A wand is a thin, straight, hand-held stick of wood, stone, ivory, or metal. Generally, in modern language, wands are ceremonial and/or have associations with magic but there have been other uses, all stemming from the original meaning as a synonym of rod and virge, both of which had a similar development.
In ecclesiastical and formal government ceremonial, special officials may carry a wand of office or staff of office representing their power. Compare in this context the function of the ceremonial mace, the sceptre, and the staff of office. Its age may be even greater, as Stone Age cave paintings show figures holding sticks, which may be symbolic representations of their power. Then again, maybe these were just the instruments required to write those hieroglyphs on the walls.
Mystical, occult, and religious usage
In Pharaonic Egypt, toilette articles, weapons against possible enemies, amulets against serpents, were also left in the tomb, together with magic texts and a magic wand which enabled the ba (soul) to use them.
Six- to eight-foot-long staves with metal tips adorning them are carried traditionally in Freemasonry during rituals of the Craft. Ceremonial uses may have several wands for different purposes, such as the Fire Wand and the Lotus Wand in the Hermetic Order of the Golden Dawn. In Zoroastrianism, there is a similar ritual implement called a barsom. In Wicca and Ceremonial magic, practitioners use several magical tools including wands for the channeling of energy—they serve a similar purpose to the athame although the two have their distinct uses. While an athame is generally used to command, a wand is seen as more gentle and is used to invite or encourage. Though traditionally made of wood, they can also consist of metal or crystal. Practitioners usually prune a branch from an Oak, Hazel, or other tree, or may even buy wood from a hardware store, and then carve it and add decorations to personalize it; however, one can also purchase ready-made wands. In Wicca the wand usually represents the element air, or sometimes fire, although contemporary wand makers also create wands for the elements of earth and water as well. The wand is most often used by modern Pagans, witches, Shamans and others in rituals, healing and spell casting.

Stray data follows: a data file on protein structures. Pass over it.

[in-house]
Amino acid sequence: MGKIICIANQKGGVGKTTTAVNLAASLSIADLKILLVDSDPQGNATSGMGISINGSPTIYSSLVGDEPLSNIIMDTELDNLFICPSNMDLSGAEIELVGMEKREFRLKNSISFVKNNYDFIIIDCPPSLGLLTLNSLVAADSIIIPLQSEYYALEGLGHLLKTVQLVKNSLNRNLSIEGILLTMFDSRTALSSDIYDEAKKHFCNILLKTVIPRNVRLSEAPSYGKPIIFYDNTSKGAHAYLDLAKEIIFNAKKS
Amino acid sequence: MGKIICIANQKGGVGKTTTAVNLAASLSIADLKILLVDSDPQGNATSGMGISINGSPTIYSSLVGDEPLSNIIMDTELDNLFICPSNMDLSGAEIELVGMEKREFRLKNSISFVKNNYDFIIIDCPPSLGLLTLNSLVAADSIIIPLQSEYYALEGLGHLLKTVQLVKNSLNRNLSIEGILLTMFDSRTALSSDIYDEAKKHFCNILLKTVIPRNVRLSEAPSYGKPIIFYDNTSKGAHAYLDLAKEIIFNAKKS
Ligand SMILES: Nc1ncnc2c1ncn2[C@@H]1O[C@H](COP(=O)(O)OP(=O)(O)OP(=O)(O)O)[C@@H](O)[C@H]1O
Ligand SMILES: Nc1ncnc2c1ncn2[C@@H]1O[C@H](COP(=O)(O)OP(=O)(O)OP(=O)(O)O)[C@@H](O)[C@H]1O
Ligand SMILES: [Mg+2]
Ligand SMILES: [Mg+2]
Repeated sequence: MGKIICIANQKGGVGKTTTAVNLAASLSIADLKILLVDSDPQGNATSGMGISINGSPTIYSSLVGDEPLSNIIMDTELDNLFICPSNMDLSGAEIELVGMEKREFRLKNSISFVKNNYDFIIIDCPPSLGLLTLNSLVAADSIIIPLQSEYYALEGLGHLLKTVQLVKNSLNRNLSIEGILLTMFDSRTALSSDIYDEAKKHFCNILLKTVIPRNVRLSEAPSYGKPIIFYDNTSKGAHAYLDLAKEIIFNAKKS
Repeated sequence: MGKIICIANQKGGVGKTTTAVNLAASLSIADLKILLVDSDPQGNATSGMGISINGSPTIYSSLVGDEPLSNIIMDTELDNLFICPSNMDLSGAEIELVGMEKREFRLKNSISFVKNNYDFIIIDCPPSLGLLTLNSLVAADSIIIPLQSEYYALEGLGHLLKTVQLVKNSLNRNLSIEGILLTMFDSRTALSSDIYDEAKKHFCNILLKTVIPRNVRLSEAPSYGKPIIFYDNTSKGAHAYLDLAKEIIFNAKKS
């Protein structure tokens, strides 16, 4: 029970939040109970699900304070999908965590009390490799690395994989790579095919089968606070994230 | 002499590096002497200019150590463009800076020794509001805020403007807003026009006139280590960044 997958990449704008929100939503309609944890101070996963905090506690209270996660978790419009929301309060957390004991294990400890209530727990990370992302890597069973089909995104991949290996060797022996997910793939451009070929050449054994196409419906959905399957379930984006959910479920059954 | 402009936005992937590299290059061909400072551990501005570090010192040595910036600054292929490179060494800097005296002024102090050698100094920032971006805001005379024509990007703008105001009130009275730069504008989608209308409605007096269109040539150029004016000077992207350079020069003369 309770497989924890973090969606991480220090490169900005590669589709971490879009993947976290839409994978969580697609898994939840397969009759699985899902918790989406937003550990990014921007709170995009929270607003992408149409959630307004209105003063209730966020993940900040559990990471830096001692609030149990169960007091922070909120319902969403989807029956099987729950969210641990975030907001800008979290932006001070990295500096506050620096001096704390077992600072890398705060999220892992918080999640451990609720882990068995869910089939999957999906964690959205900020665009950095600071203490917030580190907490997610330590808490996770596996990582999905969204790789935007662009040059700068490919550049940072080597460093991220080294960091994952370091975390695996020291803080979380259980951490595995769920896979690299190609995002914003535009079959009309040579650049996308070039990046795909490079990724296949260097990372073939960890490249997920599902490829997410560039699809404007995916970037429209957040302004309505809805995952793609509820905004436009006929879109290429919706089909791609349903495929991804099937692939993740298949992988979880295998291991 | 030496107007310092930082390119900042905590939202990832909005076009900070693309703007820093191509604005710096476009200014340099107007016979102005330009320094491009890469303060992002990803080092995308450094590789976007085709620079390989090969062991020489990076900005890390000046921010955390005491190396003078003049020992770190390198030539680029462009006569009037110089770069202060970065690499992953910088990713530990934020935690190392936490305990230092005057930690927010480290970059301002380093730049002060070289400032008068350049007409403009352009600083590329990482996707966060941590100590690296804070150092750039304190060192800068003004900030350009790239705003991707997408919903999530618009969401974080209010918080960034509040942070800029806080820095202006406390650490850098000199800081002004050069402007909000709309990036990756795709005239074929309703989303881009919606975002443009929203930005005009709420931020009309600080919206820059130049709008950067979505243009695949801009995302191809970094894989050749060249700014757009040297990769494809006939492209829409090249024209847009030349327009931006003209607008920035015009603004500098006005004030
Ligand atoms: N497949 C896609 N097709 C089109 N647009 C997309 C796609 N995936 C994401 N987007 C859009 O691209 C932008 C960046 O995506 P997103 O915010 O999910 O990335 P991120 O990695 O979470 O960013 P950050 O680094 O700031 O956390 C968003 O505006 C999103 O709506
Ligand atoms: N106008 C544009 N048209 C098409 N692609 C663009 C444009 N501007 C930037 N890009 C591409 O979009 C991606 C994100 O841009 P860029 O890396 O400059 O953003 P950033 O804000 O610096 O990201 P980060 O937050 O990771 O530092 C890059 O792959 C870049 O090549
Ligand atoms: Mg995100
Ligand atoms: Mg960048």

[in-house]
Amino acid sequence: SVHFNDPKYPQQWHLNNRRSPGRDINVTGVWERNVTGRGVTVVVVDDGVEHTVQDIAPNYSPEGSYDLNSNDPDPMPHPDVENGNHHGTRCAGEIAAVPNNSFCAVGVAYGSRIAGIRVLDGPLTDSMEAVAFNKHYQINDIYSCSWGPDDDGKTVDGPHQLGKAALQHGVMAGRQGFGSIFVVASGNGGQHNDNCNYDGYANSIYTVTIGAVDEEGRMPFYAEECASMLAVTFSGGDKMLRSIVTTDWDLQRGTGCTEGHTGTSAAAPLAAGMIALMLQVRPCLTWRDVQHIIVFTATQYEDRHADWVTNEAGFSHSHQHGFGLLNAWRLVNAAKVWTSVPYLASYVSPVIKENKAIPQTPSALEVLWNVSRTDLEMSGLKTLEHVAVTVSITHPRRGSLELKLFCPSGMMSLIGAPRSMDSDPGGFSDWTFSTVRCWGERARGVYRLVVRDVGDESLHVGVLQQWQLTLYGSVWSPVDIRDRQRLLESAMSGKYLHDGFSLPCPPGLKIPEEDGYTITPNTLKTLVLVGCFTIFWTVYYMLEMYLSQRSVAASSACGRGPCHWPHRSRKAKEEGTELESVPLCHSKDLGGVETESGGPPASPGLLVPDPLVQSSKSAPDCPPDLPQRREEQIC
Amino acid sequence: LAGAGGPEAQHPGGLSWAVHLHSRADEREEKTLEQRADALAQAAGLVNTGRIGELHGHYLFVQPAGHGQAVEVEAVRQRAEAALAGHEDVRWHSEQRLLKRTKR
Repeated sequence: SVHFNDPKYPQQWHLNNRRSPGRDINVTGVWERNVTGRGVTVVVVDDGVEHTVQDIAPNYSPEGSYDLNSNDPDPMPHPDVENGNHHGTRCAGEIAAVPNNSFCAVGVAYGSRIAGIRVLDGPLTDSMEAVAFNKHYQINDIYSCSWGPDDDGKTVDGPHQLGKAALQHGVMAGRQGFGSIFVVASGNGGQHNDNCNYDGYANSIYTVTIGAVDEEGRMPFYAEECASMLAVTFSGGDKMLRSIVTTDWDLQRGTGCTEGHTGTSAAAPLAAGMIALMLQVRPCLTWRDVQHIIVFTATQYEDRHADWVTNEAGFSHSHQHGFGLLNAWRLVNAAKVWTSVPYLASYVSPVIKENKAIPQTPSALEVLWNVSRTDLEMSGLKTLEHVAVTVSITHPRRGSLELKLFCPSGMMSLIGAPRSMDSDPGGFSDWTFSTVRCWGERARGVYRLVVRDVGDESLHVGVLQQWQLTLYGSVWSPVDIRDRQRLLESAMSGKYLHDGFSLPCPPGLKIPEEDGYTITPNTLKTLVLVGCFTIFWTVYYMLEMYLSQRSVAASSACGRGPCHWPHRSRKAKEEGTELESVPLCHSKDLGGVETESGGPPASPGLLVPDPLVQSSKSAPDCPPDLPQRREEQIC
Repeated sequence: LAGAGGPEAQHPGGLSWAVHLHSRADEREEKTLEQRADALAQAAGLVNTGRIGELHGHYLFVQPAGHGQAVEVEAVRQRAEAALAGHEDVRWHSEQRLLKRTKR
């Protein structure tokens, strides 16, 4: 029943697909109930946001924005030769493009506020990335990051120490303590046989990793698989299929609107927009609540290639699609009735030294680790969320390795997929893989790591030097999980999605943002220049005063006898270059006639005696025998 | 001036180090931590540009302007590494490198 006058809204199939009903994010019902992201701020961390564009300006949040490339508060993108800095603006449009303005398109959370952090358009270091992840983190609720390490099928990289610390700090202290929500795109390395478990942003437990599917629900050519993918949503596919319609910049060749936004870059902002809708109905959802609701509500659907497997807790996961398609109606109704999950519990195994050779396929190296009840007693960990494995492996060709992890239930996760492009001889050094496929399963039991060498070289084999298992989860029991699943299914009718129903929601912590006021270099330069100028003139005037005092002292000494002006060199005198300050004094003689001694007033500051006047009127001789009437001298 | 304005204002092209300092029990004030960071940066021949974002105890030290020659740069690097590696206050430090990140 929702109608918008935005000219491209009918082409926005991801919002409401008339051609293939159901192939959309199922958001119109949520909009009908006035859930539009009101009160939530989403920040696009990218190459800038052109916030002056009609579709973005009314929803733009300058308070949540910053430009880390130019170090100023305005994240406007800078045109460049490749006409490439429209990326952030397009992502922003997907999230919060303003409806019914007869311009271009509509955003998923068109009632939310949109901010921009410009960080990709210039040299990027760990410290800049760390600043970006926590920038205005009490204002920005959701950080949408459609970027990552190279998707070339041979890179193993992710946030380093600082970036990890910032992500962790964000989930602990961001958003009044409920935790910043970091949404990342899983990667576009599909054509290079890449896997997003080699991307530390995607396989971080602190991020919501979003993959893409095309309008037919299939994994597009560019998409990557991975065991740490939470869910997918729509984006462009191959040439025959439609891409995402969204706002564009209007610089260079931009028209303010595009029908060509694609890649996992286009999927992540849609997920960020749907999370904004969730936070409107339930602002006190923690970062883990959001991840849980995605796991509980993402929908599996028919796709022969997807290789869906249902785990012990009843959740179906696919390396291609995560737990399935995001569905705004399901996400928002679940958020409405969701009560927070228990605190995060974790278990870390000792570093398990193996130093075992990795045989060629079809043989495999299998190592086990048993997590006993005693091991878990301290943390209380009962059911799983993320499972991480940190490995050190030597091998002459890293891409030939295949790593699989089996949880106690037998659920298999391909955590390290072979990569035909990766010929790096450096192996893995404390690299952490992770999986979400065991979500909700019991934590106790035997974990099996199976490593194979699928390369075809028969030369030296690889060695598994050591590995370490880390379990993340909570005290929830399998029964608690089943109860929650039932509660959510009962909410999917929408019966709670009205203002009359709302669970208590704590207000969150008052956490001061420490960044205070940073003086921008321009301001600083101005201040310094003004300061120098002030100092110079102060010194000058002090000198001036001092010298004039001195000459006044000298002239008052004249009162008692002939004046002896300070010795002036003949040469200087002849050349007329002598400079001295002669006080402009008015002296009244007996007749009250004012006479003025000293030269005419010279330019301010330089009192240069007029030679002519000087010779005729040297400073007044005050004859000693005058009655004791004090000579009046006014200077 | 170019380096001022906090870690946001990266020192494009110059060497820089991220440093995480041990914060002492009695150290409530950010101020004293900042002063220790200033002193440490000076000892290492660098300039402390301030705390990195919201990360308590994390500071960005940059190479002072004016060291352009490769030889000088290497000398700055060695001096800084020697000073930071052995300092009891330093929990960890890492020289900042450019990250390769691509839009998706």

There is some scholarly opinion that the magic wand may have its roots as a symbol of the phallus. It may also have originated as the drumming stick of a shaman, especially in Central Asia and Siberia, as when using it to bang on his drum or point, to perform religious, healing, and magical ceremonies.
"Wands" is also another name for the suit of Batons or Rods, a suit of the minor arcana of the Tarot. It is normally associated with the element of fire, again as a symbol of the phallus.
- In music, the term sometimes applies to the modern model of conductor's baton (the earlier staff and baton cantoral being heavier and thus unfit for precise gestures).
- In literary language, "wand" can be a synonym for rod as an implement for corporal punishment, in the generic sense: either a multiple rod or a single branch (switch or cane), but not a specific physical type.